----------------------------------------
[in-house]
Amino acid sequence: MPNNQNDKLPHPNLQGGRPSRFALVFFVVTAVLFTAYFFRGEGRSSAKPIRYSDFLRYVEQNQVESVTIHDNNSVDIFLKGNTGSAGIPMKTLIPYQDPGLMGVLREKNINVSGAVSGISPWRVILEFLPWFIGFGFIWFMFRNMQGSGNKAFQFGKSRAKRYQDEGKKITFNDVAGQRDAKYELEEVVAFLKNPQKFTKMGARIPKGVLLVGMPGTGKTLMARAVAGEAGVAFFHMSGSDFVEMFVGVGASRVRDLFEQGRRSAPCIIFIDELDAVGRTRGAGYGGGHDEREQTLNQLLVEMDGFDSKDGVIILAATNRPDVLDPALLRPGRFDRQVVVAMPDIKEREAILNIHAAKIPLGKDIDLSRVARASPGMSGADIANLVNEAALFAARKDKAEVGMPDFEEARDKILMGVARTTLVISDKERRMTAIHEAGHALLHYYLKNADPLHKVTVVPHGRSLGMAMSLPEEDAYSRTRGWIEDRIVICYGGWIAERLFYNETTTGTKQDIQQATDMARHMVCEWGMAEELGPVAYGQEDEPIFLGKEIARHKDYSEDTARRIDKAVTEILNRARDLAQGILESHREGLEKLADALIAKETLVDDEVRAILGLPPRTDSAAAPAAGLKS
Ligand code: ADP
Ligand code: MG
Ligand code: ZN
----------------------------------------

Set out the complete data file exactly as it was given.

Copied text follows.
[in-house]
Amino acid sequence: MPNNQNDKLPHPNLQGGRPSRFALVFFVVTAVLFTAYFFRGEGRSSAKPIRYSDFLRYVEQNQVESVTIHDNNSVDIFLKGNTGSAGIPMKTLIPYQDPGLMGVLREKNINVSGAVSGISPWRVILEFLPWFIGFGFIWFMFRNMQGSGNKAFQFGKSRAKRYQDEGKKITFNDVAGQRDAKYELEEVVAFLKNPQKFTKMGARIPKGVLLVGMPGTGKTLMARAVAGEAGVAFFHMSGSDFVEMFVGVGASRVRDLFEQGRRSAPCIIFIDELDAVGRTRGAGYGGGHDEREQTLNQLLVEMDGFDSKDGVIILAATNRPDVLDPALLRPGRFDRQVVVAMPDIKEREAILNIHAAKIPLGKDIDLSRVARASPGMSGADIANLVNEAALFAARKDKAEVGMPDFEEARDKILMGVARTTLVISDKERRMTAIHEAGHALLHYYLKNADPLHKVTVVPHGRSLGMAMSLPEEDAYSRTRGWIEDRIVICYGGWIAERLFYNETTTGTKQDIQQATDMARHMVCEWGMAEELGPVAYGQEDEPIFLGKEIARHKDYSEDTARRIDKAVTEILNRARDLAQGILESHREGLEKLADALIAKETLVDDEVRAILGLPPRTDSAAAPAAGLKS
Ligand code: ADP
Ligand code: MG
Ligand code: ZN